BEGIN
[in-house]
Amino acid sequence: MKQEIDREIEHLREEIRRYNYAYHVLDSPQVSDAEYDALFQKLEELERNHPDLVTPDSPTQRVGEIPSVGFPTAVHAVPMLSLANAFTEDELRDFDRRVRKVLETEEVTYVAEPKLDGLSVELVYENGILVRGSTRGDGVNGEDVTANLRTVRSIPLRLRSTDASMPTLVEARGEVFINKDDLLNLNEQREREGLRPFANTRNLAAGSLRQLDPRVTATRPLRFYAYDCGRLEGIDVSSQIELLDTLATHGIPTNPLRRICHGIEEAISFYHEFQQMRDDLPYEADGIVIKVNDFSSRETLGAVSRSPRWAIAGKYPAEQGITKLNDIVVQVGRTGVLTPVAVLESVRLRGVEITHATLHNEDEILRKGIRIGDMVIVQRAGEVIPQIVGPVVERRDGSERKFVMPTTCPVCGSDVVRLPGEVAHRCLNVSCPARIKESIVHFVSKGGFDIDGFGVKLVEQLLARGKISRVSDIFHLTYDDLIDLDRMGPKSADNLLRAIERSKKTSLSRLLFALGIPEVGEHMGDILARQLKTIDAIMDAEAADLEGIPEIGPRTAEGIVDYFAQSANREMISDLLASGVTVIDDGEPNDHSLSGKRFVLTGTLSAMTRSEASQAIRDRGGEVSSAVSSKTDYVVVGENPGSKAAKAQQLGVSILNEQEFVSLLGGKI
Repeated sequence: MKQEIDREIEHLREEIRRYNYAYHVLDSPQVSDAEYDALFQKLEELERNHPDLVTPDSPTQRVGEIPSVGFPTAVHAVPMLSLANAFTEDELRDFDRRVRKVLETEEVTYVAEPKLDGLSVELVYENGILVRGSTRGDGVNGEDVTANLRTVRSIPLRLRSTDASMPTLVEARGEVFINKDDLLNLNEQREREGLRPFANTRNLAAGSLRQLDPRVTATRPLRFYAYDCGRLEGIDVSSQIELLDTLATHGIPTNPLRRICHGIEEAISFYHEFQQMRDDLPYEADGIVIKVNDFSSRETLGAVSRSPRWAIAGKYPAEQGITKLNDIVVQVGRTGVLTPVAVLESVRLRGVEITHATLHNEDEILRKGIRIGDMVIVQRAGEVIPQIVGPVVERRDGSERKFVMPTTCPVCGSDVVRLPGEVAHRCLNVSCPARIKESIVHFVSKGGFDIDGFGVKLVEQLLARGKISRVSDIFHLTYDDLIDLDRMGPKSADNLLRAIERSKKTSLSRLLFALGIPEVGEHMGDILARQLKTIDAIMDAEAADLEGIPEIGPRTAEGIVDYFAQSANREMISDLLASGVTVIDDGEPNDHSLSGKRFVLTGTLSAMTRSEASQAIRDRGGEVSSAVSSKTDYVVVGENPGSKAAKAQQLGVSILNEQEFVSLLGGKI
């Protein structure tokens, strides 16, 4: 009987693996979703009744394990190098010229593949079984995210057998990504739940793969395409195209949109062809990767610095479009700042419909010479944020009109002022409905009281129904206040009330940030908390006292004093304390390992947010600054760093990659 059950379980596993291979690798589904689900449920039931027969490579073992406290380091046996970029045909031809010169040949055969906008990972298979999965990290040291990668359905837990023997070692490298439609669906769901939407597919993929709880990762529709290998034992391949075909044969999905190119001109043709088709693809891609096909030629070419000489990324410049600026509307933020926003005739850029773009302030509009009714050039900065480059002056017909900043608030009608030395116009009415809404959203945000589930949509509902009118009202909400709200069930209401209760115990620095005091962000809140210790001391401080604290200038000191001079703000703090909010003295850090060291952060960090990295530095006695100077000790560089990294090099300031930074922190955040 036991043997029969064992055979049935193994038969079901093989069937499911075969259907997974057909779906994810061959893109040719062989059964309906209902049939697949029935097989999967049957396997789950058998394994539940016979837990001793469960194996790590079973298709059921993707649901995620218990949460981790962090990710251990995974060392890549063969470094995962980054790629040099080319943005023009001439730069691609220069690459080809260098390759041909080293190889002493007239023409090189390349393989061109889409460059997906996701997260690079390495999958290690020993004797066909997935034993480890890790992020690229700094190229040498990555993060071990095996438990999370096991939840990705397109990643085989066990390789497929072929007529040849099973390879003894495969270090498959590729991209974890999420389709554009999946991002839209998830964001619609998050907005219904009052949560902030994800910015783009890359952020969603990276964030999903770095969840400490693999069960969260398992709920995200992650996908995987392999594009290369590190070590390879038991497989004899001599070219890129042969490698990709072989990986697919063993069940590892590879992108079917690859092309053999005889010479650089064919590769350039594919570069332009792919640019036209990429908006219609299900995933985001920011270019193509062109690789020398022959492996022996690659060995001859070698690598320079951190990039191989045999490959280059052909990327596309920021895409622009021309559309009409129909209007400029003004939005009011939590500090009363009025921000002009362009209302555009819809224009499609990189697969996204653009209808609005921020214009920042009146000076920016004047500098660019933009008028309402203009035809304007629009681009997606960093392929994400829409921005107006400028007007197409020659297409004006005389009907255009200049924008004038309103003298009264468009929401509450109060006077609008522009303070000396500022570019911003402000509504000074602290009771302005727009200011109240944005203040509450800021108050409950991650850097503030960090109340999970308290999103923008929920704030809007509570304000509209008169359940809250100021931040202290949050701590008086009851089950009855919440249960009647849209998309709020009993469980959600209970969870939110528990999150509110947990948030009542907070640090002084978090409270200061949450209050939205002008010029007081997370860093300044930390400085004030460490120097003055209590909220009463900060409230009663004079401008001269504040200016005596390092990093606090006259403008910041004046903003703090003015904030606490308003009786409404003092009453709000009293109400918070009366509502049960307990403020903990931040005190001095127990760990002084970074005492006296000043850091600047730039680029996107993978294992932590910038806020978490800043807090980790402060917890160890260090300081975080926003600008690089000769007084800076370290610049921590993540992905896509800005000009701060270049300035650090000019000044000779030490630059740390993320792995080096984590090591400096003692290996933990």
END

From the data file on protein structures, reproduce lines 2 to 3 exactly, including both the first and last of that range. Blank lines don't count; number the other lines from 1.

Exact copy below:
Amino acid sequence: MKQEIDREIEHLREEIRRYNYAYHVLDSPQVSDAEYDALFQKLEELERNHPDLVTPDSPTQRVGEIPSVGFPTAVHAVPMLSLANAFTEDELRDFDRRVRKVLETEEVTYVAEPKLDGLSVELVYENGILVRGSTRGDGVNGEDVTANLRTVRSIPLRLRSTDASMPTLVEARGEVFINKDDLLNLNEQREREGLRPFANTRNLAAGSLRQLDPRVTATRPLRFYAYDCGRLEGIDVSSQIELLDTLATHGIPTNPLRRICHGIEEAISFYHEFQQMRDDLPYEADGIVIKVNDFSSRETLGAVSRSPRWAIAGKYPAEQGITKLNDIVVQVGRTGVLTPVAVLESVRLRGVEITHATLHNEDEILRKGIRIGDMVIVQRAGEVIPQIVGPVVERRDGSERKFVMPTTCPVCGSDVVRLPGEVAHRCLNVSCPARIKESIVHFVSKGGFDIDGFGVKLVEQLLARGKISRVSDIFHLTYDDLIDLDRMGPKSADNLLRAIERSKKTSLSRLLFALGIPEVGEHMGDILARQLKTIDAIMDAEAADLEGIPEIGPRTAEGIVDYFAQSANREMISDLLASGVTVIDDGEPNDHSLSGKRFVLTGTLSAMTRSEASQAIRDRGGEVSSAVSSKTDYVVVGENPGSKAAKAQQLGVSILNEQEFVSLLGGKI
Repeated sequence: MKQEIDREIEHLREEIRRYNYAYHVLDSPQVSDAEYDALFQKLEELERNHPDLVTPDSPTQRVGEIPSVGFPTAVHAVPMLSLANAFTEDELRDFDRRVRKVLETEEVTYVAEPKLDGLSVELVYENGILVRGSTRGDGVNGEDVTANLRTVRSIPLRLRSTDASMPTLVEARGEVFINKDDLLNLNEQREREGLRPFANTRNLAAGSLRQLDPRVTATRPLRFYAYDCGRLEGIDVSSQIELLDTLATHGIPTNPLRRICHGIEEAISFYHEFQQMRDDLPYEADGIVIKVNDFSSRETLGAVSRSPRWAIAGKYPAEQGITKLNDIVVQVGRTGVLTPVAVLESVRLRGVEITHATLHNEDEILRKGIRIGDMVIVQRAGEVIPQIVGPVVERRDGSERKFVMPTTCPVCGSDVVRLPGEVAHRCLNVSCPARIKESIVHFVSKGGFDIDGFGVKLVEQLLARGKISRVSDIFHLTYDDLIDLDRMGPKSADNLLRAIERSKKTSLSRLLFALGIPEVGEHMGDILARQLKTIDAIMDAEAADLEGIPEIGPRTAEGIVDYFAQSANREMISDLLASGVTVIDDGEPNDHSLSGKRFVLTGTLSAMTRSEASQAIRDRGGEVSSAVSSKTDYVVVGENPGSKAAKAQQLGVSILNEQEFVSLLGGKI